MB:  That is very cool. This is a more serious question.  What are your thoughts regarding the current issues with honeybee colony collapse, especially as it pertains to mead-making?

Maciej:  I am not a scientist, however I do believe that pesticides are the biggest reason for bee colony collapse.  I think they're weakening bees, causing the parasites to gain easier access to killing them and they're dying or becoming crazy from the neonicotinoids.  If I understand correctly, we're getting closer to having all those things banned.  The EPA is finally acknowledging the fact that they're killing bees with the pesticides, so I think it's done.  It's the same thing with climate change, right?  Even if climate change isn't real, air quality and such could still be better by implementing whatever technology you need to improve the environment, so why not improve it?  The same with pesticides.  You don't need pesticides to grow all of these different crops.  As a matter of fact, we have so many extra crops being made that we waste a lot of food, so why not just try to do it naturally? Why throw all of these disgusting chemicals on food that we consume and also kill all the animals?

MB:  Yeah, there shouldn't have to be a villain involved for us to want to improve things.

Maciej:  Right.  Then again, without villains, there can't be any heroes.  *laughs*

MB:  What are some of the challenges mead makers face which don't typically apply to those who produce beer, grape wine, or spirits?

Maciej:  Consistency in labeling seems to be really difficult.  I understand the system now to where I pretty much get my labels done in one shot.  I don't mind that I can't put "this has this much sugar from honey and this much sugar from fruit" and all of that.  I don't need to get super detailed about it, it's not my priority, but there are some mead makers out there who think it's extremely important to put how much residual sugar is in their product so they can describe it better.  In Europe a mead can have a super high abv percentage - 16%, 18%. Anything above 14% alcohol in the United States is no longer considered mead; you have to put "honey wine", which is the definition of mead, so I think "What's wrong with you guys?" I've had some labels approved that they let me call "mead" and some that they won't. I'll have two similar meads and one person will say I can call it "mead" and the other person has a different idea of the rules so they say "No", so you have to change stuff.  So I've pretty much taken the guidelines of the strictest person I've had to deal with, and then conformed the rest of my labels so they can be consistent.  

MB:  So you'd say that's the biggest point of frustration which other makers of alcohol don't have to deal with?

Maciej:  Yes.  Another issue is with braggots.  A braggot is a mead made with malt, but if you're making anything with malt you need a microbrew license. They're so closed-minded right now. It's wine makers, micro brewers, and distillers.  I think if it relates to fermenting honey, where honey is the major sugar in the process, then it should be a meadery license.  I'm willing to pay double for a meadery license that also covers my braggots.  I just hate that I have to do the license twice.  What's the point?  It's going to be the same stuff, the same exact information I've already had to give to them, I'll need the same types of clean spaces, ventilation.  It doesn't make sense that I should have to get two separate licenses.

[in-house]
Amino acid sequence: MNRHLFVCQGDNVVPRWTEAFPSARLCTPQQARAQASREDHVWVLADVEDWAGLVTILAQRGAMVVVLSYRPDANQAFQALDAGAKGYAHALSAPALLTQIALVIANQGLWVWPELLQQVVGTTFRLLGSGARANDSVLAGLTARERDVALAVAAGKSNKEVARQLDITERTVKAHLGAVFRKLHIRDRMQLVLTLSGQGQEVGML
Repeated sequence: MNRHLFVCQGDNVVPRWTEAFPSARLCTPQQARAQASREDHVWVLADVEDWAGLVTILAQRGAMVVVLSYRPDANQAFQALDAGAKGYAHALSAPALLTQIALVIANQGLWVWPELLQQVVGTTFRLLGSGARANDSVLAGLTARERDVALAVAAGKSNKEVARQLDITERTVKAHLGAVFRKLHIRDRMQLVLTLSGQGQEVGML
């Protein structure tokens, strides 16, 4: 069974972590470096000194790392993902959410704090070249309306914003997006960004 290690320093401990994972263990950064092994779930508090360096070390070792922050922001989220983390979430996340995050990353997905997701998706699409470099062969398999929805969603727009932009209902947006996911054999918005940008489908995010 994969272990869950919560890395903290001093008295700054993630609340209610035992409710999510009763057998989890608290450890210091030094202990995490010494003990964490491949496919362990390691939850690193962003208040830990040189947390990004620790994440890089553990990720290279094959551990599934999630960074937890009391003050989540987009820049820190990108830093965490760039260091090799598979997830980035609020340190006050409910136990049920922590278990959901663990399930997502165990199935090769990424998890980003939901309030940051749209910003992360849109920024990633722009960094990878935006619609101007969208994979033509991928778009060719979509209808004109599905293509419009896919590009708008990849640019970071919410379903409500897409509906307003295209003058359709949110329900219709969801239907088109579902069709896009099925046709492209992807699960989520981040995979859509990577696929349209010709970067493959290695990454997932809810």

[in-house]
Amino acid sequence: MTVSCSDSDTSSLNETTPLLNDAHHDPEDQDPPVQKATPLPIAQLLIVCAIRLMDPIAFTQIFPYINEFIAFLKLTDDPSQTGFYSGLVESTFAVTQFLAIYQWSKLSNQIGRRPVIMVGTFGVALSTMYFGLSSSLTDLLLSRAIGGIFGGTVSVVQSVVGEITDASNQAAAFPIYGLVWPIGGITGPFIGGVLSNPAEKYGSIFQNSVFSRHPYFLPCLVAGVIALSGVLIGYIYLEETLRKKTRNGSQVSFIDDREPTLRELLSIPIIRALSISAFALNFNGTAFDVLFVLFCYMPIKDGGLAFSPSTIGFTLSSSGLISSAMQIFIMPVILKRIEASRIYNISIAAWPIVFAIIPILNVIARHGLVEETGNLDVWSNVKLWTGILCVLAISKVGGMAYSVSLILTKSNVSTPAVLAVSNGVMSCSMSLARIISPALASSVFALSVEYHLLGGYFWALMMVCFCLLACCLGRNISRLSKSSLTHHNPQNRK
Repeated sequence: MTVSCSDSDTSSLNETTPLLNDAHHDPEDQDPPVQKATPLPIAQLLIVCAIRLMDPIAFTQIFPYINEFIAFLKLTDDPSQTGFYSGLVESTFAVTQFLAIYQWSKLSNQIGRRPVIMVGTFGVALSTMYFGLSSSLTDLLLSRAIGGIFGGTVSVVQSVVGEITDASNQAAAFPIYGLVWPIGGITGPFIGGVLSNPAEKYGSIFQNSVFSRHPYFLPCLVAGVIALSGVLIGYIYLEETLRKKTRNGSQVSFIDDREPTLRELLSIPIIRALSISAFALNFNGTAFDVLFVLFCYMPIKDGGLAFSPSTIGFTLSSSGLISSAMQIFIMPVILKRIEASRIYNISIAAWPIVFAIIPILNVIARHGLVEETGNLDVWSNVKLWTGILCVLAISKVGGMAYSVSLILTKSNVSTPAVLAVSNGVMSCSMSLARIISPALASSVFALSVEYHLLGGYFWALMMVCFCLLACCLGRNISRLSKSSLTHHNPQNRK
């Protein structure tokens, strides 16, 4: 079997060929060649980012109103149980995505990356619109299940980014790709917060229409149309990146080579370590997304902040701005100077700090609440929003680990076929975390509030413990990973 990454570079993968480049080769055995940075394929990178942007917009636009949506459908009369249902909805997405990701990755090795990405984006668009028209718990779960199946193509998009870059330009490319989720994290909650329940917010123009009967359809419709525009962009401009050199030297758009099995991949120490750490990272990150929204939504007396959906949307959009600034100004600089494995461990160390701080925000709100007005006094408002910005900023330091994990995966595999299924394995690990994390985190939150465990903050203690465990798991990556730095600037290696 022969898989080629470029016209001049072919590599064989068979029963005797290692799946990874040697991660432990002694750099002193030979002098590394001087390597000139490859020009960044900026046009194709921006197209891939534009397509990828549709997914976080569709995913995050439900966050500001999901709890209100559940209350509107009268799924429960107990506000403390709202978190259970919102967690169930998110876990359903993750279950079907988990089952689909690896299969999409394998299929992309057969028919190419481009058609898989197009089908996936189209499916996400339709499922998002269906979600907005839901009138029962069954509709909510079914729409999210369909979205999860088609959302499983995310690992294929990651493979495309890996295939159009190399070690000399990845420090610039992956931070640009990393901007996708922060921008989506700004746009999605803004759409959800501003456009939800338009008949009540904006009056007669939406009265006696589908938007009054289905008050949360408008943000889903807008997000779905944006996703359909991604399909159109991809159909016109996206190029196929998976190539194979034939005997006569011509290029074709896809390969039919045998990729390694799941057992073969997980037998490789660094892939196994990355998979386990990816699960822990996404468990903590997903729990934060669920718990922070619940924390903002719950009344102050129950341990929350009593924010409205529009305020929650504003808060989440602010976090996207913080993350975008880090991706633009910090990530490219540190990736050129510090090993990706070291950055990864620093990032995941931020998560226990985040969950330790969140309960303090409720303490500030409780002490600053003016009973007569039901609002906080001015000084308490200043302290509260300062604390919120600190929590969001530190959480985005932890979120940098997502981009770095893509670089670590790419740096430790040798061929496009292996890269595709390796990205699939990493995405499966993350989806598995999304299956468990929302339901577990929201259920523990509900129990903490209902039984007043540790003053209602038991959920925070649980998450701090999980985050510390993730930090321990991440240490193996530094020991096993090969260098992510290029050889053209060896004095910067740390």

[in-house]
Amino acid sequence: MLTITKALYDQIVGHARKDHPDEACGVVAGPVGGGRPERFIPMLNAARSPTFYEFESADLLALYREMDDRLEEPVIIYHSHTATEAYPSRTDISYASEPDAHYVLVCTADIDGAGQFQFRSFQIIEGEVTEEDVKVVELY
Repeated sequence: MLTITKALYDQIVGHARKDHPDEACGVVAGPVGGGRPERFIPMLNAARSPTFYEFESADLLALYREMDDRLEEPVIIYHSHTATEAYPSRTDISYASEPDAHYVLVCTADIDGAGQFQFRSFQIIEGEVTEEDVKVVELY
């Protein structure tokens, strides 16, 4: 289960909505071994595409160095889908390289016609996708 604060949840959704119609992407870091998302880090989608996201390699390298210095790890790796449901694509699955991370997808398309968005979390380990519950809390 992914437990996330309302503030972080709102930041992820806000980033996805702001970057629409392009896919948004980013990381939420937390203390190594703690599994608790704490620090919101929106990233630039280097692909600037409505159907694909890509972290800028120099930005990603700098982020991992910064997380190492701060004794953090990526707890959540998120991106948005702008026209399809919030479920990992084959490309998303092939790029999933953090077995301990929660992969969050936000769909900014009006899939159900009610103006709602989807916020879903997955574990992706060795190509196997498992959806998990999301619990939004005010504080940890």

MB:  You're essentially a pioneer with regard to offering nitrogenated meads on tap.  What kind of difference would one notice between a mead on nitro vs. Co2?

Maciej:  I was actually surprised to hear that I was the first.  Actually, another mead maker was upset that I came up with it first.  He visited during my grand opening and was upset because he wanted to be the first one to do it.

MB:  And you're not going to name names?

Maciej:  Right.  *laughs*  First off, I thought 'Man, how do I put mead on tap?' Some things can be carbonated and it tastes good, like Enchanted Horse or Red Bear.  Dryer stuff, some really fruity stuff, all tastes great carbonated; but a traditional, sweet style of mead such as Queen Bee would be really weird carbonated.  So I wondered how to put it on tap so I don't have to keep pouring it out of bottles and nitrogen came to mind, which is the way stout is poured.  I didn't know for certain what the effect was going to be.  I assumed I might get that same creamy Guinness look to it, which happens, but it looks really weird because it goes from white to clear gold.  So I bought some nitrogen, started playing around with it, tapped some Queen Bee just for myself, and it changed it in such an awesome way.  The flavor is still there but now it's creamy and the texture feels really nice.  I don't sound like a politician right now, do I?  I'm answering all of your questions?